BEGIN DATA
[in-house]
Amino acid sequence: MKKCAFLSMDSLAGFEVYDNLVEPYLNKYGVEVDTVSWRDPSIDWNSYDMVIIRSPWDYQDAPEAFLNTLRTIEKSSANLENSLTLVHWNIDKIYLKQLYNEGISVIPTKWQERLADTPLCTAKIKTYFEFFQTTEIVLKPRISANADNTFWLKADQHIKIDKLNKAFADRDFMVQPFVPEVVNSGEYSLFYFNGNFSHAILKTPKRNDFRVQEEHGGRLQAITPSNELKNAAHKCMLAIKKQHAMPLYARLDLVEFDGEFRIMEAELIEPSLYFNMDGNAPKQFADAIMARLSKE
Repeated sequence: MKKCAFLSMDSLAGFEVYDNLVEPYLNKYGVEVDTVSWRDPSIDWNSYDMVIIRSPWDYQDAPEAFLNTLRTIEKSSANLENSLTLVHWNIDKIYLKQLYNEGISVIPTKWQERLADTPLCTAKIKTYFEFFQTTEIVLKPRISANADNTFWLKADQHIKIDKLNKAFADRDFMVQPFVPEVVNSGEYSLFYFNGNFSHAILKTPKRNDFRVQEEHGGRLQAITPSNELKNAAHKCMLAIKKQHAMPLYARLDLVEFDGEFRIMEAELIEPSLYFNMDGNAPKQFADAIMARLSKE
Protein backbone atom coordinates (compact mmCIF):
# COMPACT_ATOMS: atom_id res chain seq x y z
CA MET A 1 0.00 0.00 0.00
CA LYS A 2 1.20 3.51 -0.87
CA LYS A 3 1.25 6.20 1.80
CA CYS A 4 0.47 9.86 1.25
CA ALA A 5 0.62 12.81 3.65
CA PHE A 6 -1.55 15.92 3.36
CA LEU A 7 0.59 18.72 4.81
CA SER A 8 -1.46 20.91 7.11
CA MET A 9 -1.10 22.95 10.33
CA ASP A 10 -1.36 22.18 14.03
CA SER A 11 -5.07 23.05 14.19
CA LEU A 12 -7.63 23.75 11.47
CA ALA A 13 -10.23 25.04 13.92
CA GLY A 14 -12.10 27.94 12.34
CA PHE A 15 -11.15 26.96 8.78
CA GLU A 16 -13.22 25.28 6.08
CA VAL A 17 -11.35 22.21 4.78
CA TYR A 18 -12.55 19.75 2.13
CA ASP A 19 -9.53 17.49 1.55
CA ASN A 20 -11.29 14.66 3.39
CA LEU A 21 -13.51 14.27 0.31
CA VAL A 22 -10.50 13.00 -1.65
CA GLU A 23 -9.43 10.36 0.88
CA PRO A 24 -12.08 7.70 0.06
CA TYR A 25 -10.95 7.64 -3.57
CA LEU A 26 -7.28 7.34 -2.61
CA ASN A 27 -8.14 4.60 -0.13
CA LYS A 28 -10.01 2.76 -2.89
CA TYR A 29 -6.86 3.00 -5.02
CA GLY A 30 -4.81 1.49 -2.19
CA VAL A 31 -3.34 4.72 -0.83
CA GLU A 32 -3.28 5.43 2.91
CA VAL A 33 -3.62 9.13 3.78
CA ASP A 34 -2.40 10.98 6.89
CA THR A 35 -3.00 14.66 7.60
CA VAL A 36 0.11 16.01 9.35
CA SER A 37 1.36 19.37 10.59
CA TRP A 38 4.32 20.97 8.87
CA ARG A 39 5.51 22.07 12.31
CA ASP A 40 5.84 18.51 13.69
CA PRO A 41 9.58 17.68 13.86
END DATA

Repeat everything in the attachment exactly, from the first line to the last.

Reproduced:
[in-house]
Amino acid sequence: MKKCAFLSMDSLAGFEVYDNLVEPYLNKYGVEVDTVSWRDPSIDWNSYDMVIIRSPWDYQDAPEAFLNTLRTIEKSSANLENSLTLVHWNIDKIYLKQLYNEGISVIPTKWQERLADTPLCTAKIKTYFEFFQTTEIVLKPRISANADNTFWLKADQHIKIDKLNKAFADRDFMVQPFVPEVVNSGEYSLFYFNGNFSHAILKTPKRNDFRVQEEHGGRLQAITPSNELKNAAHKCMLAIKKQHAMPLYARLDLVEFDGEFRIMEAELIEPSLYFNMDGNAPKQFADAIMARLSKE
Repeated sequence: MKKCAFLSMDSLAGFEVYDNLVEPYLNKYGVEVDTVSWRDPSIDWNSYDMVIIRSPWDYQDAPEAFLNTLRTIEKSSANLENSLTLVHWNIDKIYLKQLYNEGISVIPTKWQERLADTPLCTAKIKTYFEFFQTTEIVLKPRISANADNTFWLKADQHIKIDKLNKAFADRDFMVQPFVPEVVNSGEYSLFYFNGNFSHAILKTPKRNDFRVQEEHGGRLQAITPSNELKNAAHKCMLAIKKQHAMPLYARLDLVEFDGEFRIMEAELIEPSLYFNMDGNAPKQFADAIMARLSKE
Protein backbone atom coordinates (compact mmCIF):
# COMPACT_ATOMS: atom_id res chain seq x y z
CA MET A 1 0.00 0.00 0.00
CA LYS A 2 1.20 3.51 -0.87
CA LYS A 3 1.25 6.20 1.80
CA CYS A 4 0.47 9.86 1.25
CA ALA A 5 0.62 12.81 3.65
CA PHE A 6 -1.55 15.92 3.36
CA LEU A 7 0.59 18.72 4.81
CA SER A 8 -1.46 20.91 7.11
CA MET A 9 -1.10 22.95 10.33
CA ASP A 10 -1.36 22.18 14.03
CA SER A 11 -5.07 23.05 14.19
CA LEU A 12 -7.63 23.75 11.47
CA ALA A 13 -10.23 25.04 13.92
CA GLY A 14 -12.10 27.94 12.34
CA PHE A 15 -11.15 26.96 8.78
CA GLU A 16 -13.22 25.28 6.08
CA VAL A 17 -11.35 22.21 4.78
CA TYR A 18 -12.55 19.75 2.13
CA ASP A 19 -9.53 17.49 1.55
CA ASN A 20 -11.29 14.66 3.39
CA LEU A 21 -13.51 14.27 0.31
CA VAL A 22 -10.50 13.00 -1.65
CA GLU A 23 -9.43 10.36 0.88
CA PRO A 24 -12.08 7.70 0.06
CA TYR A 25 -10.95 7.64 -3.57
CA LEU A 26 -7.28 7.34 -2.61
CA ASN A 27 -8.14 4.60 -0.13
CA LYS A 28 -10.01 2.76 -2.89
CA TYR A 29 -6.86 3.00 -5.02
CA GLY A 30 -4.81 1.49 -2.19
CA VAL A 31 -3.34 4.72 -0.83
CA GLU A 32 -3.28 5.43 2.91
CA VAL A 33 -3.62 9.13 3.78
CA ASP A 34 -2.40 10.98 6.89
CA THR A 35 -3.00 14.66 7.60
CA VAL A 36 0.11 16.01 9.35
CA SER A 37 1.36 19.37 10.59
CA TRP A 38 4.32 20.97 8.87
CA ARG A 39 5.51 22.07 12.31
CA ASP A 40 5.84 18.51 13.69
CA PRO A 41 9.58 17.68 13.86